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02 May 2018 Photo Charl Devenish
South Campus UAP celebrates 27 years of access to education
Mr Francois Marais, Prof Kalie Strydom, Prof Daniella Coetzee (South Campus Principal), Prof Francis Petersen, Dr Nthabeleng Rammile (Vice-Chairperson of the UFS Council), and Dr Khotso Mokhele (Chancellor of the UFS).

More than 27 years ago, international funding from the Human Sciences Research Council and Anglo American was put to an unusual use for that time. Prof Kalie Strydom’s research unit at the University of the Free State (UFS) was tasked with reviewing how institutional missions would change in the new South Africa. Prof Strydom worked closely with surrounding communities in Bloemfontein to develop a bridging course which would help students who showed potential to access tertiary education, although they did not meet the requirements. His vision brought to birth the University Access Programme (UAP), as it is known today, which is hosted on the UFS South Campus, and is still providing unique access to higher-education institutions in South Africa.

People with a passion for human development
March 2018 saw the 27th anniversary of this remarkable initiative, which has given a second chance to over 18 000 students. Special guests at the event included Prof Strydom, Mr Francois Marais, and representatives from the Department of Higher Education and Training and Investec’s corporate social investment office.

Dr Sonja Loots, researcher in the UFS Centre for Teaching and Learning (CTL), singled out two key individuals in the formation of the UAP: Prof Kalie Strydom, who initiated the programme, and Mr Marais, who has been Director of the UAP since its inception. Dr Loots highlighted one of the driving forces behind Prof Strydom’s perseverance, vision, and determination with the UAP by quoting from an interview with him for an upcoming book on student access and success. He said, “It was a decision based on principle … to be part of the solution to a better country.”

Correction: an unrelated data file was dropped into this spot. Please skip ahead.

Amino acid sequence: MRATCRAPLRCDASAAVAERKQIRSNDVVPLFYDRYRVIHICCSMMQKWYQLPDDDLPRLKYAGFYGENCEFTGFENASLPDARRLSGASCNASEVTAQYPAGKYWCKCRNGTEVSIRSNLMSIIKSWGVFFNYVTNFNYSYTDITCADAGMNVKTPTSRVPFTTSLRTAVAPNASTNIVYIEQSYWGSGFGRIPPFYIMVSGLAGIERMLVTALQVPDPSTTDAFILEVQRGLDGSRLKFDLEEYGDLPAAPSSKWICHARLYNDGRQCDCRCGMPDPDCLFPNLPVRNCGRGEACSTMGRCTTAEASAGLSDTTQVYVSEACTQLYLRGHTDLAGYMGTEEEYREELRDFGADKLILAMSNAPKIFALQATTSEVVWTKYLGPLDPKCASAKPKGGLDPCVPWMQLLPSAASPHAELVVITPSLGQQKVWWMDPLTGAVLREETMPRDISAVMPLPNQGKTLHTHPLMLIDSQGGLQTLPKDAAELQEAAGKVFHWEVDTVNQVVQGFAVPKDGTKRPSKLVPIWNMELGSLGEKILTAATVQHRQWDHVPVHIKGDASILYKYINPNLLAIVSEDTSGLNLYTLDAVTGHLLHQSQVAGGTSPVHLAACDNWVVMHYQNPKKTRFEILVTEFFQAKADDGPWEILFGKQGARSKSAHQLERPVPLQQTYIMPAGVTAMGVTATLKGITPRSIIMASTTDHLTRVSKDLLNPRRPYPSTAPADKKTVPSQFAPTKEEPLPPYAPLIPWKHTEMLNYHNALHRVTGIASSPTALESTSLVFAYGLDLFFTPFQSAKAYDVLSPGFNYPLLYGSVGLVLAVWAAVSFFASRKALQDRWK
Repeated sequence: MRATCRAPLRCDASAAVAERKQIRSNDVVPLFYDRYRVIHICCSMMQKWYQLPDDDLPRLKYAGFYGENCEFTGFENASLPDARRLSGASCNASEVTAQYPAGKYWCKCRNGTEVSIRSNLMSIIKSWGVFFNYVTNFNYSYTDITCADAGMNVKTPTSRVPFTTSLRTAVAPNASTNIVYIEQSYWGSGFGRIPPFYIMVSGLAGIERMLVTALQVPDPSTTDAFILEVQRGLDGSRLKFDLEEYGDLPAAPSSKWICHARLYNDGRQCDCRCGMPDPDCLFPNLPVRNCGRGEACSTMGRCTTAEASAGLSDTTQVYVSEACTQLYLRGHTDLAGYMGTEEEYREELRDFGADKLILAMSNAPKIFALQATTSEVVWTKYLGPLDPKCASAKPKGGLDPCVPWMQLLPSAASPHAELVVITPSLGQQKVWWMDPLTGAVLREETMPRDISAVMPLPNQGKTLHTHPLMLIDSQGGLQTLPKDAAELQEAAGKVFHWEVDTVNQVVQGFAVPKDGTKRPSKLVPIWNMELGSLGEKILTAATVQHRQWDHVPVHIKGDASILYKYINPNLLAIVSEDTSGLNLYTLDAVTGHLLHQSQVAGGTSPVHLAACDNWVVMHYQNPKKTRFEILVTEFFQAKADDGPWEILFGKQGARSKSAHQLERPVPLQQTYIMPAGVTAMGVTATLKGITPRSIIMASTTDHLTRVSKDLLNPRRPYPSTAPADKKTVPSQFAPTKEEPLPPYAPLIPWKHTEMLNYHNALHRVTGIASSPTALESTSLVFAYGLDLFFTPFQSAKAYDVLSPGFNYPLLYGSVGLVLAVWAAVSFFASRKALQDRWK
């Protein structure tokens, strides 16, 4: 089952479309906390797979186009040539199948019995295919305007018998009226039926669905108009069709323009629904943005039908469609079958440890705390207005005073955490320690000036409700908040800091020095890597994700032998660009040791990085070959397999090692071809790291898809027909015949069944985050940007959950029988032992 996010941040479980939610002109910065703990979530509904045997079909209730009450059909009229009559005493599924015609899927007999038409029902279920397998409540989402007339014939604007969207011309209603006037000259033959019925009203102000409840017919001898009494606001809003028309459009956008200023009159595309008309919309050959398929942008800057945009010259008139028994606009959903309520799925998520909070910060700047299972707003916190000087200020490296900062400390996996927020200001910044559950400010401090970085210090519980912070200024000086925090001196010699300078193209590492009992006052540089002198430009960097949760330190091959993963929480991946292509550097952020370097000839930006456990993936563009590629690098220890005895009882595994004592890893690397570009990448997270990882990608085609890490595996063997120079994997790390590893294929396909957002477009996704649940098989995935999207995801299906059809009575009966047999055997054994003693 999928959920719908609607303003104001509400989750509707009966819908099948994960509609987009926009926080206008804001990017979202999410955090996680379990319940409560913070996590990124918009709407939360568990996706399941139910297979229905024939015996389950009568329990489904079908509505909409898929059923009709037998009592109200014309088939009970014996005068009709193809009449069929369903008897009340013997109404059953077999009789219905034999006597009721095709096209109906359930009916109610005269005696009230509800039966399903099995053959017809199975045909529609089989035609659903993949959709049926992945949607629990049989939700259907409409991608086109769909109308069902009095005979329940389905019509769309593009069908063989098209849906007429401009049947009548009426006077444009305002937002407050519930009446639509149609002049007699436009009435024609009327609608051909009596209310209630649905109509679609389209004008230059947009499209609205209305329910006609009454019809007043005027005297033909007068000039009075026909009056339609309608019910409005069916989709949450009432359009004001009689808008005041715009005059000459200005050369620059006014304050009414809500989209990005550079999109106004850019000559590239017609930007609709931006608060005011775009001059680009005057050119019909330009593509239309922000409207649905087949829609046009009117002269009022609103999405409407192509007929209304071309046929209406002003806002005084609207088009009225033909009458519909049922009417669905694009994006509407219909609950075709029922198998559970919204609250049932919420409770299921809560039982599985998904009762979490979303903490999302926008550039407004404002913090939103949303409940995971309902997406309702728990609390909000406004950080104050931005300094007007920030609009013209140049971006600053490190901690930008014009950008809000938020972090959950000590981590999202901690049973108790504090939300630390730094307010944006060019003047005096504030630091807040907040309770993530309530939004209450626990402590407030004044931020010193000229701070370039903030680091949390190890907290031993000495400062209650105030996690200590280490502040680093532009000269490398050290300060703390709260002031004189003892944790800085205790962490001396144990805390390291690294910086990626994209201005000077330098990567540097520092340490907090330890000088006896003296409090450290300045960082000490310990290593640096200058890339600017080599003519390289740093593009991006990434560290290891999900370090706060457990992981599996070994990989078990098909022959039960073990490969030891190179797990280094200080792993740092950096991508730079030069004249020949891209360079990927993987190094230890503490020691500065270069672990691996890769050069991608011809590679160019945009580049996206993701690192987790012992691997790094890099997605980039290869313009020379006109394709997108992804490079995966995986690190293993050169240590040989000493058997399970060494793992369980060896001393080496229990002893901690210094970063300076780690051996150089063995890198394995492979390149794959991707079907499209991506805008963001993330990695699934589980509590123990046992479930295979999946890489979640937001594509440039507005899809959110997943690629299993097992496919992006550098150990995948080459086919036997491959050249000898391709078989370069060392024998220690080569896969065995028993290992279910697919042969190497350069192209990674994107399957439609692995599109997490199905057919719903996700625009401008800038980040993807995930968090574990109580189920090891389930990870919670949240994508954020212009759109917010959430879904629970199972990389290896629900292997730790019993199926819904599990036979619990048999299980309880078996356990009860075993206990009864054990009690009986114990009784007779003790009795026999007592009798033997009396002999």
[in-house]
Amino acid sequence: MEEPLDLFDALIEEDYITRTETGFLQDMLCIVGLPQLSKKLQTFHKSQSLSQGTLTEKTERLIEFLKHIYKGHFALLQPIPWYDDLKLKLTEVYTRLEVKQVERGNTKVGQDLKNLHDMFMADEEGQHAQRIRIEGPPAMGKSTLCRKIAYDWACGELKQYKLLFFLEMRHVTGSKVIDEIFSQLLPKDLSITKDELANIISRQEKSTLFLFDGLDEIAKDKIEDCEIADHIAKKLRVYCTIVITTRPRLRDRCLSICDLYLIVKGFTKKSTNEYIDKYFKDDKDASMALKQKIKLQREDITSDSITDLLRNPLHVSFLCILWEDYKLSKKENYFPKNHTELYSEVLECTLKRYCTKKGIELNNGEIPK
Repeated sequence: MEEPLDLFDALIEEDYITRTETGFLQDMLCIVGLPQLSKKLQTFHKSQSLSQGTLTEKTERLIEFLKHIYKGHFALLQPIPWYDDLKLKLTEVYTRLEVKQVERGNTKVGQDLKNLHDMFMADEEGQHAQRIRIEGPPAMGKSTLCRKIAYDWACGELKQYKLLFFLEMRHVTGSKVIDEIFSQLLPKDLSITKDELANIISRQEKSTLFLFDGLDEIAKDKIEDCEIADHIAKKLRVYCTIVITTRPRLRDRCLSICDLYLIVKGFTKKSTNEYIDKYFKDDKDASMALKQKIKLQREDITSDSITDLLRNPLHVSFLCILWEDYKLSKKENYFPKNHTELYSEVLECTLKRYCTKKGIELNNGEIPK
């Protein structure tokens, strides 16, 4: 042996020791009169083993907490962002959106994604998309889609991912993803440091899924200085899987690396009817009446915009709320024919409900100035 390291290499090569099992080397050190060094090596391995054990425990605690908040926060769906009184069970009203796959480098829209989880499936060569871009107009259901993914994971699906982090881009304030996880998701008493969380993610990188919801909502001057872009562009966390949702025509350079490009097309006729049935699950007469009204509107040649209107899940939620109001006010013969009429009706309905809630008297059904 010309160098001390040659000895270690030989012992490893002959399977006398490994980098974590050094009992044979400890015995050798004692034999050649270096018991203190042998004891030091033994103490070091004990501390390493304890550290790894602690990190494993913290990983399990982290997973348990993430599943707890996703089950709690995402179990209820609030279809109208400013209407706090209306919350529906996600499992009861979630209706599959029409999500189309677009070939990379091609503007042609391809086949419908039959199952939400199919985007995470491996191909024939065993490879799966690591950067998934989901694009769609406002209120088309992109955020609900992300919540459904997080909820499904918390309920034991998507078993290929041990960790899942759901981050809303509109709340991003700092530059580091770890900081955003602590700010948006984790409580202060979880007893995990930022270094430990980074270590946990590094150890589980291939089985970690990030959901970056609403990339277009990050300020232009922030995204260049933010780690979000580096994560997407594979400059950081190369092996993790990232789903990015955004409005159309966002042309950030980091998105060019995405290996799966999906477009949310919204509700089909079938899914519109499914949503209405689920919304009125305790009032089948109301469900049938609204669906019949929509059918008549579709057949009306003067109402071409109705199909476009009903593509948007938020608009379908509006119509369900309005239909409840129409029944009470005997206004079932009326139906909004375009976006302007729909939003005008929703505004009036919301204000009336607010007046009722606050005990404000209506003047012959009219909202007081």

Access and success still an issue today
In his presentation on the “Importance of Access”, Prof Francis Petersen, Rector and Vice-Chancellor of the UFS, pointed out the vital role of access in South Africa, especially the value it offers for the betterment of the country’s people. However, he said that student success is also an issue, and institutions need to be accountable for it. Quoting Prof John Martin of the University of Cape Town’s Faculty of Engineering, “We must be flexible on access, but robust on success.” Only by “closing the loop” in this way, can the UFS and other higher-education institutions ensure a valuable contribution to the economy of the country.

News Archive

Kovsies queue to know their HIV status
2012-05-12

 

Kovsie staff member Alzena Brink was one of the thousands who were tested for HIV during the “First Things First” HIV testing campaign.

Photo: Amanda Tongha

Thousands of students and staff from the Bloemfontein and Qwaqwa Campuses made use of testing booths to determine their HIV status last week. Testing booths were set up on the two campuses as part of an HIV testing campaign.

The “First Things First” HIV testing campaign kicked off on the Bloemfontein Campus on Monday 16 April 2012 with students and staff queuing to find out their HIV status. The Qwaqwa Campus started their campaign on Wednesday 17 April 2012. The South Campus started its campaign on 24 April 2012.

The testing campaign is a national initiative and forms part of the Higher Education HIV/Aids Programme run by Higher Education South Africa (HESA).

Tarryn Nell, HIV Prevention Programme Officer at the university’s HIV/Aids Office, said close to 2 000 Kovsies were tested for HIV last week. “We hope to continue to test, making knowing your status a norm and part of culture.”
- Amanda Tongha
 

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